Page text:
My colleague Rajesh Jain writes to the about-to-be-formed new government of India in today’s Wall Street Journal and says, “Get us Involved and Lets [sic] get going.” He advices the new government (but I guess it will be the same old guys) that the areas where they need to focus on are, among others, education, transportation, urbanization, digital infrastructure, and good governance. Naturally I agree with Rajesh because that set of interventions is what is needed for India to develop and I have been saying as much on this blog.
I quote the article below the break, for the record.
Dear UPA Government: Get Us Involved and Lets Get Going
by Rajesh Jain
The verdict is in. A new United Progressive Alliance government is expected to take charge of India next month.With it comes the promise of a change for the better. The new government has the opportunity – and the challenge – to outline a bold vision for India, a vision that fires up the imagination of its people and the vitality of its entrepreneurs.
The new government has to credibly signal its commitment to addressing the major challenges facing India and enlist the support of the private sector in creating innovations for achieving goals that are big, visionary and bold. In the past, whenever allowed the freedom to do so, the Indian corporate sector has risen to the occasion and helped India’s development. It is time once again for the Indian government to present corporate India with a set of truly transformational challenges.
Here is a small set of inter-related broad areas where change is urgently needed and which, with proper government support, Indian entrepreneurs and corporations will eagerly participate in.
—Education: India needs a radically different education system as the current one is dysfunctional and largely irrelevant in the modern context. In a world of rapid and accelerating change, the foundational skill is to learn how to learn. The education system has to produce life-long learners, which the current setup does not permit. Fortunately, a radical re-engineering is possible through the use of powerful tools presented by the revolution in information and communications technologies. To achieve this, institutional reform of the type that encourages private sector participation in education is necessary.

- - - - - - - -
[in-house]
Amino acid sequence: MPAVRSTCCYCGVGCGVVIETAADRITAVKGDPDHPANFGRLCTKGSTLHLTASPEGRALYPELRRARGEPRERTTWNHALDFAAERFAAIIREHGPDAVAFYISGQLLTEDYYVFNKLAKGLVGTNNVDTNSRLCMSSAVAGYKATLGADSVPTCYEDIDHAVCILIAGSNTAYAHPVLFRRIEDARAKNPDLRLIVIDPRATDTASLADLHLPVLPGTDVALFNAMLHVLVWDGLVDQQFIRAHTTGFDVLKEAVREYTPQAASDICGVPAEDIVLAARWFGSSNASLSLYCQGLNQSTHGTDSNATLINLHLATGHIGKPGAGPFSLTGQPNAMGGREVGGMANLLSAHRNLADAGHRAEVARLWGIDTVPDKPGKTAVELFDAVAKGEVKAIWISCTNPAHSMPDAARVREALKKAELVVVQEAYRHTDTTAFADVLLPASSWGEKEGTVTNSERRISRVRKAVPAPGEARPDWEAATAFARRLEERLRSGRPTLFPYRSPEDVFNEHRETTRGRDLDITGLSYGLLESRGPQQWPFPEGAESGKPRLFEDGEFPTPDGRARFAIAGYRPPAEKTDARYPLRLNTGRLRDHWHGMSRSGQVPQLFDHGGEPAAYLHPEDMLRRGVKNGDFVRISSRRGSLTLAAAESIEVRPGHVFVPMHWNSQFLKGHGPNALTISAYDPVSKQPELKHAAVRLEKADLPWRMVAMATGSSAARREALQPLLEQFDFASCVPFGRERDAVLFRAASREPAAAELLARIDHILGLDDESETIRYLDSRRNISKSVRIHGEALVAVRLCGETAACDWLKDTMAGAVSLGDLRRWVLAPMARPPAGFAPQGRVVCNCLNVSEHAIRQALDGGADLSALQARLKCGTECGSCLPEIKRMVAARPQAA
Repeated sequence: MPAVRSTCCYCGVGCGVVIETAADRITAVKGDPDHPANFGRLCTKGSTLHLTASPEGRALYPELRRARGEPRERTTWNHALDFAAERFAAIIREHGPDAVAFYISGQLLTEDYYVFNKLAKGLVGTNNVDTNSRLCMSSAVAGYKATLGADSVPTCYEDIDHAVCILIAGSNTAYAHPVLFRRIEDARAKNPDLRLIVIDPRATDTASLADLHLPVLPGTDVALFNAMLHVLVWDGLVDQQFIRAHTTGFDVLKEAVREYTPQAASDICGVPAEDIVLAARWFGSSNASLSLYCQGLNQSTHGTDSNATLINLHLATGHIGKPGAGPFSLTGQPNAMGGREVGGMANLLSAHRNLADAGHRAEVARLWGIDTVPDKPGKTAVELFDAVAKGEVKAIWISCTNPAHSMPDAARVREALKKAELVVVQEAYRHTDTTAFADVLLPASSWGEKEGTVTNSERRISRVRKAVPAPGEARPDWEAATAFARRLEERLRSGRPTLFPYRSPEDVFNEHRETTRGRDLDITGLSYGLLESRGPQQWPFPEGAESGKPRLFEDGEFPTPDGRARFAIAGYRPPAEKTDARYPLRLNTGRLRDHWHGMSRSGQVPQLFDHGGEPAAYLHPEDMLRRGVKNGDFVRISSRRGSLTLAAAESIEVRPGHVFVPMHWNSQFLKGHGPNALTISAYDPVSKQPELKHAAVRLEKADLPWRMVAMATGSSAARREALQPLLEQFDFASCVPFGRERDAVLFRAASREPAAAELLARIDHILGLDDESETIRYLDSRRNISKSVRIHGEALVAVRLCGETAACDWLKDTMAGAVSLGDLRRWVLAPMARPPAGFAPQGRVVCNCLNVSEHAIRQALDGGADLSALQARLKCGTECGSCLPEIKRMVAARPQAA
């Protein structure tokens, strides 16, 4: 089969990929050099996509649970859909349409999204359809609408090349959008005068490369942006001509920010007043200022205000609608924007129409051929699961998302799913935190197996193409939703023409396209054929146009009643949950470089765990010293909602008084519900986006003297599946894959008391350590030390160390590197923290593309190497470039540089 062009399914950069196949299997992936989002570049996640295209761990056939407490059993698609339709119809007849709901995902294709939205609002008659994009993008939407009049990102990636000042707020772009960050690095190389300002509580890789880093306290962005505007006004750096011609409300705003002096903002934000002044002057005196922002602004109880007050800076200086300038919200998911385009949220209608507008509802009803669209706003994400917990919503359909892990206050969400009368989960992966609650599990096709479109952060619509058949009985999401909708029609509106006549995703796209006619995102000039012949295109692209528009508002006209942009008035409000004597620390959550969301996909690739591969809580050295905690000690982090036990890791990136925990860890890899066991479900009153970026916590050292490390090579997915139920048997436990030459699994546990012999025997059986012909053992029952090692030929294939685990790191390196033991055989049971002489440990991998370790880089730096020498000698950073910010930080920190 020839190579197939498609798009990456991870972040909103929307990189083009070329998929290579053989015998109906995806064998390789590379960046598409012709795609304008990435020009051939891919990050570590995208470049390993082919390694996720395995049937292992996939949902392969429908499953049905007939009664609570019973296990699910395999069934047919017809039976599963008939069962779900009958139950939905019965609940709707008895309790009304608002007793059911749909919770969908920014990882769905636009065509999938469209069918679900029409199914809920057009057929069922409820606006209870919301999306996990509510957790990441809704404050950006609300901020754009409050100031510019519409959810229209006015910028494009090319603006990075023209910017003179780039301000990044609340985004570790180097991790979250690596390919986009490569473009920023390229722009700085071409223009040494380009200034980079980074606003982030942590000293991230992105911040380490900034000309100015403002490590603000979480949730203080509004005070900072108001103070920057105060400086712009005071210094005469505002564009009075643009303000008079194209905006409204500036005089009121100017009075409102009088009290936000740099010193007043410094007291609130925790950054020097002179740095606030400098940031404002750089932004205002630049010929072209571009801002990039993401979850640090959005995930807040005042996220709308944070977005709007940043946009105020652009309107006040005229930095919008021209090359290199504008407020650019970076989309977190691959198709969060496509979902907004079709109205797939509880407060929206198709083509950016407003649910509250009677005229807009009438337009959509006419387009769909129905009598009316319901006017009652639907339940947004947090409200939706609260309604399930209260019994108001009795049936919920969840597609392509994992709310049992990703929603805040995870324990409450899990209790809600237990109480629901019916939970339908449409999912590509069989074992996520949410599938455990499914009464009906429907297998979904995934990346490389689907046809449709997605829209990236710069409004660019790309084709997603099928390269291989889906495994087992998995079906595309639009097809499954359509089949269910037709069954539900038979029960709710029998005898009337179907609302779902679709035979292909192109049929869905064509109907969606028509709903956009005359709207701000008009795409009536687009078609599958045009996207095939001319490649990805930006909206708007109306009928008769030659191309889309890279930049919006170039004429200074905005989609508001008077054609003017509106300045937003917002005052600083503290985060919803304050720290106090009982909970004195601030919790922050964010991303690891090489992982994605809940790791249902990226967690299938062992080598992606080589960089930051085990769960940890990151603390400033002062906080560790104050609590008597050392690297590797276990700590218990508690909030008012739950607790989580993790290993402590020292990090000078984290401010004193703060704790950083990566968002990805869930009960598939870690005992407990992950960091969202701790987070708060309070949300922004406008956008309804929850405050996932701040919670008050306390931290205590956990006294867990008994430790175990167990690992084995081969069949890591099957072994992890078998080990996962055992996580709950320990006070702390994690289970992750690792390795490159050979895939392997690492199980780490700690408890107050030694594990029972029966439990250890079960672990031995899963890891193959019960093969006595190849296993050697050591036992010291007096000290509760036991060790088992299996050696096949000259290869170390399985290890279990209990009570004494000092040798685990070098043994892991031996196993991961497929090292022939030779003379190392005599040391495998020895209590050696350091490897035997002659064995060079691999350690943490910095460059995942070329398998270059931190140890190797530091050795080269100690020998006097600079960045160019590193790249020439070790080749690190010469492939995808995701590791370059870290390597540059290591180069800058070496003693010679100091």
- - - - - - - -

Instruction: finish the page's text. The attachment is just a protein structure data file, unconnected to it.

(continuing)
—Energy: Any economic activity, like all processes in the universe, depends on energy. Today’s developed nations achieved their level of prosperity on cheap fossil fuels, an opportunity not available to India’s 1.2 billion people. Fortunately, India is large enough to be able to leapfrog the fossil fuel stage by investing in the development and use of renewable energy sources such as solar and wind. The required investment cannot be raised without leadership which convincingly articulates the vision.
—Urbanization: India’s economic future depends on India’s success at urbanizing its immense rural population. No economy has achieved even middle-income status without being mostly urban. What India needs is to make its agriculture more productive. The labor released from agriculture has to be provided training and opportunities in manufacturing and services sectors. It is important to distinguish between the development of rural areas and that of rural populations. The former is neither necessary nor sufficient for development; the latter is indispensible and can be achieved most effectively by urbanizing them. This challenge is the creation of new, livable cities that would lead the urbanization of the population needed for India’s transition to an industrialized economy.
—Transportation: India is a large country with a large population. For the economy to prosper, people and goods have to be efficiently moved over large distances. India is approximately ten times as densely populated as the US. It therefore cannot afford the solution that works for the US for transporting people, namely, air travel. What India needs is a land-based system and more specifically a rail-based transportation system, both for goods and people. The technology exists for super-efficient, super-fast rail systems. India has to seriously invest in that and replace the century-old current railway system. Furthermore, within cities, India needs to have an efficient public transit system and not take the unsustainable, car-centered approach.
—Digital Infrastructure: Although India has one of the world’s cheapest and extensive mobile networks for voice communications, its data networks are quite inadequate. India needs to make serious and large investments to upgrade its digital wireline and wireless networks to create a high-speed, ubiquitous envelope of data connectivity across the nation. This is what will spur the creation of the next-generation of entrepreneurial outfits creating world-leading applications and services for the domestic market.
—Governance: India has to make judicious use of its financial capital. The problem is that the current leaky system does not allow the most effective and efficient use of those resources. What is needed is to leverage technology in better governance though citizen participation. Technology can enable citizen oversight of public spending and enforce accountability. Innovations such as smart national ID cards and eVoting can increase participation in democratic processes.
India has a limited window of opportunity for getting its policies right so it can participate successfully in a globally very competitive world. It missed many previous opportunities but cannot afford to miss this one. The time has come for government and corporate India to come together to Think Big and drive the disruptive innovations that India so urgently needs to move rapidly up the development ladder.
Good luck, India. You desperately need it.